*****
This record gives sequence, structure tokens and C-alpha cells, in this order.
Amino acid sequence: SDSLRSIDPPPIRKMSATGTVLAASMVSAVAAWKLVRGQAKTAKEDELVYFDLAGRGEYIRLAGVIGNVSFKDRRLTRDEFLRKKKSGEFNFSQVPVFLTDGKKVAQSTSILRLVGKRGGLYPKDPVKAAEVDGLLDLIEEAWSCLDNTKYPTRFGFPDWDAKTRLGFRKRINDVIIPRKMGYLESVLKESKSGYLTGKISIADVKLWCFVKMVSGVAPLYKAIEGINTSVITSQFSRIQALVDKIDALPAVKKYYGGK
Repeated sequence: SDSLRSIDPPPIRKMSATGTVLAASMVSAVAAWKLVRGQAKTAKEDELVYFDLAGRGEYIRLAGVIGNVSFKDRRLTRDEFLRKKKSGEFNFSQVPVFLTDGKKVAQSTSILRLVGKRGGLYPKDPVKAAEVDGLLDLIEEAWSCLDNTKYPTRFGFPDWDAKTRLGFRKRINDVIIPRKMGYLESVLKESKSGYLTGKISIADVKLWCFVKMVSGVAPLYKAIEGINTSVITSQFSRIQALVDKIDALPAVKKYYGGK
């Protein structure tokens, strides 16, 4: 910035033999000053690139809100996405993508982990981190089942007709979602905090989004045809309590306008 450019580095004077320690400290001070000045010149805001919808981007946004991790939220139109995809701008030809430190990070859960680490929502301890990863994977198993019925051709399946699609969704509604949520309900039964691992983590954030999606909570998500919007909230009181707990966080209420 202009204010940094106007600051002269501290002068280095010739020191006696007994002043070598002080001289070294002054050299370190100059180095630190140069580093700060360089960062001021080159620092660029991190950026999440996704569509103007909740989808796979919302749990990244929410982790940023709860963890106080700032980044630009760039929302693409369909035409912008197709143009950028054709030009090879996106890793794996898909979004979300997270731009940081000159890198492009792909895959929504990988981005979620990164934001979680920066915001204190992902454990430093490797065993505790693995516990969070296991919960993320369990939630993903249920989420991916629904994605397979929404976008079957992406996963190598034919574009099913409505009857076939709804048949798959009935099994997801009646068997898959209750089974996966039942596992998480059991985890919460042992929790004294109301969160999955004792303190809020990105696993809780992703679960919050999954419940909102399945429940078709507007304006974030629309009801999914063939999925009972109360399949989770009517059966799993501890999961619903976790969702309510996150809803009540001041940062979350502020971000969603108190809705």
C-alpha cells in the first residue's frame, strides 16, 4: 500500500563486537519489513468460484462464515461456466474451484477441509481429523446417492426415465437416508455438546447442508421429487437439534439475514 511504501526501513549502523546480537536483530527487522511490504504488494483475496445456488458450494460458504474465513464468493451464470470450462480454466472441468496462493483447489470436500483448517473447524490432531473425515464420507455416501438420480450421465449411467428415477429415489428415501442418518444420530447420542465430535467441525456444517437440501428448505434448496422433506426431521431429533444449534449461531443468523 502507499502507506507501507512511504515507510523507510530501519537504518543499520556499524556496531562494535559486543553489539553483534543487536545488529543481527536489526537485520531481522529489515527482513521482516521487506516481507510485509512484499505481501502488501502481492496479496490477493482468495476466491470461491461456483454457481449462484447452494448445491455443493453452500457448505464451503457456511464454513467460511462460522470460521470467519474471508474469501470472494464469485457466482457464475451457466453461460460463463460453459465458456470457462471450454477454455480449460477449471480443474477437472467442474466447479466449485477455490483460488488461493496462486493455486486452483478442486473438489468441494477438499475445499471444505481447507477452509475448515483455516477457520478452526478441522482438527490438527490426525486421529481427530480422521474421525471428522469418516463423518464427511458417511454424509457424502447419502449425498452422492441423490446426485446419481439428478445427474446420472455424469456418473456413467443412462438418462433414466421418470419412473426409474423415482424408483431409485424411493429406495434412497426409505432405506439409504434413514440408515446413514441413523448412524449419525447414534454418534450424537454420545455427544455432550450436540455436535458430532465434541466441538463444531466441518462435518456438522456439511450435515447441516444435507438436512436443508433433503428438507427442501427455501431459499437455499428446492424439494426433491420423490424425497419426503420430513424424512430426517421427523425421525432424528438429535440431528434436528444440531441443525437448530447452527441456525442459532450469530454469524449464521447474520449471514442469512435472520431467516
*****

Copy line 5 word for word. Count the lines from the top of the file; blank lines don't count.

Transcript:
C-alpha cells in the first residue's frame, strides 16, 4: 500500500563486537519489513468460484462464515461456466474451484477441509481429523446417492426415465437416508455438546447442508421429487437439534439475514 511504501526501513549502523546480537536483530527487522511490504504488494483475496445456488458450494460458504474465513464468493451464470470450462480454466472441468496462493483447489470436500483448517473447524490432531473425515464420507455416501438420480450421465449411467428415477429415489428415501442418518444420530447420542465430535467441525456444517437440501428448505434448496422433506426431521431429533444449534449461531443468523 502507499502507506507501507512511504515507510523507510530501519537504518543499520556499524556496531562494535559486543553489539553483534543487536545488529543481527536489526537485520531481522529489515527482513521482516521487506516481507510485509512484499505481501502488501502481492496479496490477493482468495476466491470461491461456483454457481449462484447452494448445491455443493453452500457448505464451503457456511464454513467460511462460522470460521470467519474471508474469501470472494464469485457466482457464475451457466453461460460463463460453459465458456470457462471450454477454455480449460477449471480443474477437472467442474466447479466449485477455490483460488488461493496462486493455486486452483478442486473438489468441494477438499475445499471444505481447507477452509475448515483455516477457520478452526478441522482438527490438527490426525486421529481427530480422521474421525471428522469418516463423518464427511458417511454424509457424502447419502449425498452422492441423490446426485446419481439428478445427474446420472455424469456418473456413467443412462438418462433414466421418470419412473426409474423415482424408483431409485424411493429406495434412497426409505432405506439409504434413514440408515446413514441413523448412524449419525447414534454418534450424537454420545455427544455432550450436540455436535458430532465434541466441538463444531466441518462435518456438522456439511450435515447441516444435507438436512436443508433433503428438507427442501427455501431459499437455499428446492424439494426433491420423490424425497419426503420430513424424512430426517421427523425421525432424528438429535440431528434436528444440531441443525437448530447452527441456525442459532450469530454469524449464521447474520449471514442469512435472520431467516